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October 6, 2009
Tuesday notebook: Helu, others held out of practic
There were some notable absences from Nebraska's final practice of the week Tuesday before its Big 12 Conference opener against Missouri.
The odd part is, none of them had anything to do with injuries or grades.
Head coach Bo Pelini didn't give much of a reason why junior running back Roy Helu, senior center Jacob Hickman and redshirt freshman tight end Ben Cotton all missed Tuesday's session, other than they weren't feeling well.
Pelini addressed only Helu's absence specifically, saying that he simply was feeling under the weather and the team decided to send him home to rest.
Pelini didn't seem concerned at all about any of the players who missed Tuesday's practice, but considering the rumors of the H1N1 bug hitting the team this week, a red flag was definitely raised.
"Roy wasn't feeling well today, but he's fine," Pelini said. "He could've practiced, but we just sent him home."
Pelini was then asked if the team had to take any extra precautions to keep a potential flu bug from spreading.
"There is no potential flu bug," he said. "I mean, there's always a potential flu bug, but it's no issue. Somebody brought it to my attention. Somebody said that some news station out there reported something like that. There are no issues like that. That's news to me."
The coincidences didn't stop there, however. Oddly enough, Helu actually spoke about the potential of H1N1 hitting the team during the day prior during Monday's press conference.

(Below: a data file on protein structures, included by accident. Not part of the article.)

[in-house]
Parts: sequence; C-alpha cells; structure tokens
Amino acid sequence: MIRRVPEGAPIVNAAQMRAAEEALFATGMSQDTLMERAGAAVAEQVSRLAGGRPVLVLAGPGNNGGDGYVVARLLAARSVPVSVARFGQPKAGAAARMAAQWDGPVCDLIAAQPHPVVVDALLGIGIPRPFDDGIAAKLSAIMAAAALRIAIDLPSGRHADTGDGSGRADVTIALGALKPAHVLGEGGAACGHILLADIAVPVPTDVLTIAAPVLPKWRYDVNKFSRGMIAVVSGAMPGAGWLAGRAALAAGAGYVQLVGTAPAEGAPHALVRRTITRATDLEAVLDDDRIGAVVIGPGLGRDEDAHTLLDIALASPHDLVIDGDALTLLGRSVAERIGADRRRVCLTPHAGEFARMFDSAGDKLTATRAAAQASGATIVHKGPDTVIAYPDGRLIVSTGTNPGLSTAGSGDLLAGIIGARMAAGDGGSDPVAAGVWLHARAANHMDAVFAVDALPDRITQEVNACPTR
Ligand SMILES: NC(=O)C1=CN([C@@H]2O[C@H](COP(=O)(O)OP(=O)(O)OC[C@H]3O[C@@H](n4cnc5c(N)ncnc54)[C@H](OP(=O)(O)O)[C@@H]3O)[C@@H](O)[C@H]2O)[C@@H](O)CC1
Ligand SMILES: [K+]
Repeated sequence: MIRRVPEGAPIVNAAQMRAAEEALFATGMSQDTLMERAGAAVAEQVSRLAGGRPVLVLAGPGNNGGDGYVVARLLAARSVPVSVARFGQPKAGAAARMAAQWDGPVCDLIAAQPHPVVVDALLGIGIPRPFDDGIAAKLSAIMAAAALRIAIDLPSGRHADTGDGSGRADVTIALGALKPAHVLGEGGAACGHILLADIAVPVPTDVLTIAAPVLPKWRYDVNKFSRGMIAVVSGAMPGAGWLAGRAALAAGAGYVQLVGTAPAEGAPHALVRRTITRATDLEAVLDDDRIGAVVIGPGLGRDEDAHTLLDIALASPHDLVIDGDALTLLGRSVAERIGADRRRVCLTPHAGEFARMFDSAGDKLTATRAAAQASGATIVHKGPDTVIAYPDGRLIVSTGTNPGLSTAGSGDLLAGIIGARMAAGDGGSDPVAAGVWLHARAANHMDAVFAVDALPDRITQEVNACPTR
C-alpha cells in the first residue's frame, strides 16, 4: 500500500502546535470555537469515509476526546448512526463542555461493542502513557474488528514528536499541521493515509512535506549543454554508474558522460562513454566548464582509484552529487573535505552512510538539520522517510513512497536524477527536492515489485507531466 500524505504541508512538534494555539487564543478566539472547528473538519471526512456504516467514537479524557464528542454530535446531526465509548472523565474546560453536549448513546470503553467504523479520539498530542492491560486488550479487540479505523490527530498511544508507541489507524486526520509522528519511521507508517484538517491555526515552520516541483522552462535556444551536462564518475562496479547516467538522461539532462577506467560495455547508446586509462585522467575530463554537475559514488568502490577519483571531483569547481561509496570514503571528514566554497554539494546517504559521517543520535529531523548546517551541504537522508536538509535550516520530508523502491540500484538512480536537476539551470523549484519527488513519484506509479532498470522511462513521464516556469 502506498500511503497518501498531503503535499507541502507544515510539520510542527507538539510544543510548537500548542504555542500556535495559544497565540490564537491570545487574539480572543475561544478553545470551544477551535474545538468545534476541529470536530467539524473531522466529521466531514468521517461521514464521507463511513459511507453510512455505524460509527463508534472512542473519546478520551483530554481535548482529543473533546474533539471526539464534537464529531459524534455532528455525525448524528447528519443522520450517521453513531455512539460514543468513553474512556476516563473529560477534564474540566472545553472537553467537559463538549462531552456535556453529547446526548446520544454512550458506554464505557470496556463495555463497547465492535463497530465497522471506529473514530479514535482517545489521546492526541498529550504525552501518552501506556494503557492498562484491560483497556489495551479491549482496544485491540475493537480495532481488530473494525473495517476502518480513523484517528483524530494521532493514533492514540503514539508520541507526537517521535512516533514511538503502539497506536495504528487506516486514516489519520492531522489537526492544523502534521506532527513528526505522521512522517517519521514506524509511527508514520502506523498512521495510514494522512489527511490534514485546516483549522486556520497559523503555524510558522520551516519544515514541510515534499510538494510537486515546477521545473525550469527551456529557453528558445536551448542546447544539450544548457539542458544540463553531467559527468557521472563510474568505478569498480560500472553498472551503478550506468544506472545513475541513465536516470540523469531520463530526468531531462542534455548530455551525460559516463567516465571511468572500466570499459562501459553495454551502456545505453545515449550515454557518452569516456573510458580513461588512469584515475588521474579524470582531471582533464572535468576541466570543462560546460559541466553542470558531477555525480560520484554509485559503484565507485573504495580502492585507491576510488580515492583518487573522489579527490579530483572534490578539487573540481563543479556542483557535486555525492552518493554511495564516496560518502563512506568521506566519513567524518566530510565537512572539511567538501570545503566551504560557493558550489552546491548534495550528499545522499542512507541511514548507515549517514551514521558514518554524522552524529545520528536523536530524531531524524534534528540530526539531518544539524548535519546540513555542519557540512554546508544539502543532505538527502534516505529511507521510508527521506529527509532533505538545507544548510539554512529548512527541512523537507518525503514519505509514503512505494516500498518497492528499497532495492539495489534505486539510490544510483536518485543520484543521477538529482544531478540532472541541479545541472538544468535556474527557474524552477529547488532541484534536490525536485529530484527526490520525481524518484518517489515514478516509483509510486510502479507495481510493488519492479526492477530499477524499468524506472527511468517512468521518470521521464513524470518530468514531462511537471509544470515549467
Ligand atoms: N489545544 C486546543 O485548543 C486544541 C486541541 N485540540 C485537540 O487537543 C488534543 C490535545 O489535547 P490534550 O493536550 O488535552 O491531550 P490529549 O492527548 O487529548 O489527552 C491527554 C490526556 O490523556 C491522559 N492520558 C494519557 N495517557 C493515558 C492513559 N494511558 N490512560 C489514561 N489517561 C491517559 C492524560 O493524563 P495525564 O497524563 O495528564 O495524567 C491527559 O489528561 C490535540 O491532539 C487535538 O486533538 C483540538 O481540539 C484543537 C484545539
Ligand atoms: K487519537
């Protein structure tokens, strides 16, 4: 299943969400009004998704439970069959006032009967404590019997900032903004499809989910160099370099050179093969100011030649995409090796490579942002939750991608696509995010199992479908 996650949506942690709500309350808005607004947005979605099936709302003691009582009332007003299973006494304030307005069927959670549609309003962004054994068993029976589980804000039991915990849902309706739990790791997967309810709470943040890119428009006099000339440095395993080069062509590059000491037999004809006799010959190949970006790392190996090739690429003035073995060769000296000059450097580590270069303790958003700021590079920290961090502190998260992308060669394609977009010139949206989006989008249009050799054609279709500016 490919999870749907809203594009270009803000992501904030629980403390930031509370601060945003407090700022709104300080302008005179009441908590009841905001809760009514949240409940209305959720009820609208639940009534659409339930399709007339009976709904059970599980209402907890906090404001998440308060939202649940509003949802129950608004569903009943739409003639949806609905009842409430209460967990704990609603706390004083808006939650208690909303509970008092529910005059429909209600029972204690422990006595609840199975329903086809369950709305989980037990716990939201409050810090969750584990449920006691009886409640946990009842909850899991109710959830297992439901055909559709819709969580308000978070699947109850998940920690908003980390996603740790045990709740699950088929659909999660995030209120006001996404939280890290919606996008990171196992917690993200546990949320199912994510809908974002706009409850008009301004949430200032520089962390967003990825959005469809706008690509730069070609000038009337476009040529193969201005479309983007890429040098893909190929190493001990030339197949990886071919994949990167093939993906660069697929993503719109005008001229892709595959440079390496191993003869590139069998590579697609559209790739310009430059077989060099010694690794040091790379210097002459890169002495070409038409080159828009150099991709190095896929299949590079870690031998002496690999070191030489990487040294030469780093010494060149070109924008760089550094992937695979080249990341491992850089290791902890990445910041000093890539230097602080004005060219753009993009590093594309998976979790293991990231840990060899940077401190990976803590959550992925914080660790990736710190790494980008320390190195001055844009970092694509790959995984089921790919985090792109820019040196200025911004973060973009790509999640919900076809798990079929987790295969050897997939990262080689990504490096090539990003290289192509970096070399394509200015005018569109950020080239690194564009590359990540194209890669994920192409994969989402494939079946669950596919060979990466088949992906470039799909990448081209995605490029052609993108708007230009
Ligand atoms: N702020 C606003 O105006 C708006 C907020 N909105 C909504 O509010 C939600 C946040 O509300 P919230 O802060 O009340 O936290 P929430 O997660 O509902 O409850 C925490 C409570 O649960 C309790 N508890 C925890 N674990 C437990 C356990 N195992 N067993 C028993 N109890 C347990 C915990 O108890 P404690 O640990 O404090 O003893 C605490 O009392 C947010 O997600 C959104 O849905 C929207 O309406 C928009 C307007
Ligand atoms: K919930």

Helu, who had a noticeable cough and was drinking orange juice during the interview, said he wasn't worried about H1N1 because Nebraska's training staff takes good precautions to keep bugs like that from spreading.
"We've been sick as a team before, so I'm not sure if (H1N1) has hit the team or not, but it doesn't concern us at all," Helu said. "I'm sure that if someone got sick then we'd all be aware of that. But the training staff does a really good job of making us wash our hands. They have bacterial soap everywhere. I think that has a lot to do with us being a pretty healthy team right now compared to other teams in the country right now.
"I'm not concerned about it. If it comes, it comes. If it doesn't, then that's fine."
It's not often that zeros in a quarterback's stat line stand out like the one Missouri's Blaine Gabbert boasts in the interception column.
After 131 attempts, the sophomore has been nearly flawless with the football, adding 11 touchdowns while leading the Tigers to a 4-0 start in his first year as a starter. On Thursday, Nebraska's defense will be looking to wipe that zero off the board.
So far this season, the Huskers have three interceptions compared to just one passing touchdown allowed. One of those INTs was taken back 74 yards for a touchdown by senior safety Larry Asante.
Interceptions will definitely be a goal once again for NU's secondary, but especially going against a potent passing attack like Missouri's, the Huskers are still going to be careful in the process.
"It's a challenge, but at the same time, we're not going to force the issue," senior safety Larry Asante said. "We're going to play our assignments, and if it comes, we're going to make a play. But if it doesn't, then we're not going to force it. We're let everything come to us. We're not going to force anything."
Defensive coordinator Carl Pelini said Gabbert's mistake-free start has been both a credit to his passing accuracy and decision making, as well as Missouri's offensive game plan.